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© 2016 Peter Clarke (Carroters)

Table of Contents
1 Introduction
1.1 About The Manual
1.2 EV - The Currency of Poker
1.3 The Bottom Up Learning Model
1.4 The Other Two Aspects of Poker Success
2 Opening the Pot
2.1 The 6 Handed Table
2.2 Rating Starting Hands
2.3 UTG
2.4 HJ
2.5 CO
2.6 BU
2.7 SB
3 When Someone Limps
3.1 The ISO Triangle
3.2 Frequent Strength
3.3 Fold Equity
3.4 Position
3.5 Limping Behind
3.6 Sizing An ISO
3.7 Example Hands
4 C-Betting
4.1 Light C-Bet Factors
4.2 C-Bet Sizing
4.3 More C-Bet Spots
5 Value Betting
5.1 Introducing the Value Bet
5.2 Relative Hand Strength (Question 1)
5.3 Building the Pot (Question 2)
5.4 Slowplaying (Question 3)
5.5 Thick and Thin Value
5.6 Sizing and Elasticity
6 Calling Opens
6.1 Reasons to Call an Open
6.2 Cold Calling In Position
6.3 Calling Out of Position
6.4 Calling Blind vs Blind
7 Facing Bets - End of Action Spots
7.1 The Two-Part Thought Process
7.2 Stats and Examples
8 Facing Bets - Open Action Spots
8.1 Defending the Flop with Made-Hands

8.2 Defending the Flop with Non-Made-Hands
8.3 Defending the Turn
8.4 Dealing with Donk Bets
9 Combos and Blockers
9.1 Using Combos Pre-Flop
9.2 Using Combos Post-Flop
9.3 Blockers
10 3-Betting
10.1 Polar 3-Betting
10.2 Linear 3-Betting
10.3 Practical Examples
10.4 Squeezing
10.5 3-Bet Sizing
11 Facing 3-Bets
11.1 Flatting 3-Bets
11.2 Complete Defence Ranges
11.3 Preemptive Adjustments
11.4 Example Hands
11.5 Facing Squeezes
11.6 Facing a 3-Bet Cold
12 Bluffing the Turn and River
12.1 Double Barrel Bluffing
12.2 Triple Barrel Bluffing
12.3 Delaying The C-Bet
12.4 Probing The Turn
12.5 Bluff Raising the Turn and River
13 3-Bet Pots And Balance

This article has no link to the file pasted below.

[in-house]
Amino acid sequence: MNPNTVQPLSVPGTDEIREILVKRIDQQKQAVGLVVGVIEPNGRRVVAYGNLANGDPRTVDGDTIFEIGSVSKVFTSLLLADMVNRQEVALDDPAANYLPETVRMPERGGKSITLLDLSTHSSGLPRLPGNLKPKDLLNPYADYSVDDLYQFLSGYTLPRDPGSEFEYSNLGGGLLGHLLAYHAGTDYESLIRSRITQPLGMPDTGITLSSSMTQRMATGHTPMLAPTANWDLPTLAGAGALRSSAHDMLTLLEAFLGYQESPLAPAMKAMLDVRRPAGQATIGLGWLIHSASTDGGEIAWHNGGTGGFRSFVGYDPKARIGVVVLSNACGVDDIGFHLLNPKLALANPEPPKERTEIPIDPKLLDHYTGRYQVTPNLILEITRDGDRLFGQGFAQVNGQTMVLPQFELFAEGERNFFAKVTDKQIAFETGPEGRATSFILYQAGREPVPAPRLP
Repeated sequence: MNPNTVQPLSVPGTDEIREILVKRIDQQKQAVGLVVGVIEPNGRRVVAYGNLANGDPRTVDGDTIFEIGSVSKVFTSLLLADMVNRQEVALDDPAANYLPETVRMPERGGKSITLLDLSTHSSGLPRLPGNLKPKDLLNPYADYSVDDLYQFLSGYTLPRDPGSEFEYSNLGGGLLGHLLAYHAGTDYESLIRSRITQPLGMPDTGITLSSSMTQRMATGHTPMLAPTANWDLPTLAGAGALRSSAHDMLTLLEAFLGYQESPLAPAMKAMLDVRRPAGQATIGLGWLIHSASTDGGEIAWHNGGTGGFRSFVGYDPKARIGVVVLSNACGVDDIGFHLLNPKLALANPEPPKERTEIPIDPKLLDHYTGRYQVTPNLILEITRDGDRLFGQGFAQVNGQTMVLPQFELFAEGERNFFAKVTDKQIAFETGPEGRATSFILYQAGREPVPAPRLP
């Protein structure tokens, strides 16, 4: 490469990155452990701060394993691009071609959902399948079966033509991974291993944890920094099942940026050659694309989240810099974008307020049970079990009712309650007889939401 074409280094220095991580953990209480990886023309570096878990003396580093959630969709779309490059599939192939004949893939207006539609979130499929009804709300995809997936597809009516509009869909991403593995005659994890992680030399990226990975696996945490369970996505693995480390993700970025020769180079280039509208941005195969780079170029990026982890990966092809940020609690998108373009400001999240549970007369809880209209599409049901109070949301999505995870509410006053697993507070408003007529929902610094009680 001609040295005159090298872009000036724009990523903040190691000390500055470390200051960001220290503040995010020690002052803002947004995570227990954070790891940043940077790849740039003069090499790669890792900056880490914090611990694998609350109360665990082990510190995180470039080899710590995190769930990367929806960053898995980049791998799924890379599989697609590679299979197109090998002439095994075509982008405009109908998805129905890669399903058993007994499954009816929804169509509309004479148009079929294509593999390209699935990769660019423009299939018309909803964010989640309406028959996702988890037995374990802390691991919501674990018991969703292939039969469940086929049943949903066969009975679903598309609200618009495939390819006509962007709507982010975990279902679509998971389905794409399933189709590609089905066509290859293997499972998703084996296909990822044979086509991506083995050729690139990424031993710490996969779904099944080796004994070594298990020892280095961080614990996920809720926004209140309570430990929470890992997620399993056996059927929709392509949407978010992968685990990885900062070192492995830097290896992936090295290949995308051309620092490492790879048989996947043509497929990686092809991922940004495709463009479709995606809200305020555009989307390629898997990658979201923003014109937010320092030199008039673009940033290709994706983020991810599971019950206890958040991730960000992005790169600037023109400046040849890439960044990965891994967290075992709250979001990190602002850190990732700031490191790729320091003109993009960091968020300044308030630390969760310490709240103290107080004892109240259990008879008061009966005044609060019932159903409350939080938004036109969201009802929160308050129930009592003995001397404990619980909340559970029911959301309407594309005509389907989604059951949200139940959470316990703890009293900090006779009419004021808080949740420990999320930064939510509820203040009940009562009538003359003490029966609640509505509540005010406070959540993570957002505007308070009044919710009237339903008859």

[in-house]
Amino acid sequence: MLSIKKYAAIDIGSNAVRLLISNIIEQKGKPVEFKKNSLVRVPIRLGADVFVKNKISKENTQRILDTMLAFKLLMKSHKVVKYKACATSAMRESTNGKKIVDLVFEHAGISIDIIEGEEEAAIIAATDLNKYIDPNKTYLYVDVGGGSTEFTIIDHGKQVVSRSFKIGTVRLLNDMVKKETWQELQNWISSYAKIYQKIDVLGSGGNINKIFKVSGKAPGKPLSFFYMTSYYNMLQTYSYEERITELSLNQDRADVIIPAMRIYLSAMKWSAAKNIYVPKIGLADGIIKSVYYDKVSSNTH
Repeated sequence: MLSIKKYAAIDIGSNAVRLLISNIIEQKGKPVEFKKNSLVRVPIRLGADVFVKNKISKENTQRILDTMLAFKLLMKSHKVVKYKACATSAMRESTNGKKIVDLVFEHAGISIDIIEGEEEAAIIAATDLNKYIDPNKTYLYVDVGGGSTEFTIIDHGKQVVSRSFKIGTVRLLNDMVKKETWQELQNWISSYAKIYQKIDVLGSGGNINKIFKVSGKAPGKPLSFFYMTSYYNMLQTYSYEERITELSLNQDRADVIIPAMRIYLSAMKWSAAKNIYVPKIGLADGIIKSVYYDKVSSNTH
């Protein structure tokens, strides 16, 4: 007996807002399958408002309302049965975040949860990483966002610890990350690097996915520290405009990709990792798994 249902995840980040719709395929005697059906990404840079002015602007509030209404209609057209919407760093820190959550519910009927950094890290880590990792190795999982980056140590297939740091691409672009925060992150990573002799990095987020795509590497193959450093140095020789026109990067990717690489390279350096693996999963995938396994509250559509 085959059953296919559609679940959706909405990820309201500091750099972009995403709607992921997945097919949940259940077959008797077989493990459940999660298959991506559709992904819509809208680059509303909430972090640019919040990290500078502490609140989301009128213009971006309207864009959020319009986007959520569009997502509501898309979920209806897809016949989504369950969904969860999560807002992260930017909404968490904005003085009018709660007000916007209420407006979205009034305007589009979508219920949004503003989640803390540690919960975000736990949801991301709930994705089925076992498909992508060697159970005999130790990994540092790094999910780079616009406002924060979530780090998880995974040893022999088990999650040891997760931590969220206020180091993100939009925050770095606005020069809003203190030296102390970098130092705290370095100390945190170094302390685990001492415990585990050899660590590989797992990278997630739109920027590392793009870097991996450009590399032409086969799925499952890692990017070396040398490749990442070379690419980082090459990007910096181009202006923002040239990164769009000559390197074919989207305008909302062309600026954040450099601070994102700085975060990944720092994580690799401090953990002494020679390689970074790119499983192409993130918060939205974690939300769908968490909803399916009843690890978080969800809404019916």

13.1 C-Betting 3-Bet Pots
13.2 3-Bet Pots As The Aggressor
13.3 Strategy As the Defender
14 Stack Depth
14.1 Playing Deep Pre-Flop
14.2 Playing Shallow Pre-Flop
14.3 Playing Deep Post-Flop
14.4 Dealing with Donk Bets
15 Appendices
Appendix 1 - More About The Author
Appendix 2 - Jargon Handbook (Glossary of Terms)
Appendix 3 - List Of Figures

1. Introduction
1.1 About The Manual
Welcome to The Grinder's Manual. This book is a comprehensive mega-course in No Limit Holdem
cash games with specific focus on the online 6-max variation. It spans 532 pages and contains 152
hand examples and 80 instructive figures. This book is for the beginning player, the aspiring novice,
the intermediate player, and the seasoned player who wants to improve his or her core understanding
of the game. All but perhaps the very strongest players in the world will learn something from reading
this book. This is a serious textbook that treats poker like an academic subject.
Though online 6-max cash games are the book's focus, the material covered will be very useful for
building a better understanding of the game in general for anyone with an interest in some form of No
Limit Holdem. Players who are more interested in full ring cash games or tournament poker will still
benefit greatly from working their way through the manual. Naturally, however, the aspiring 6-max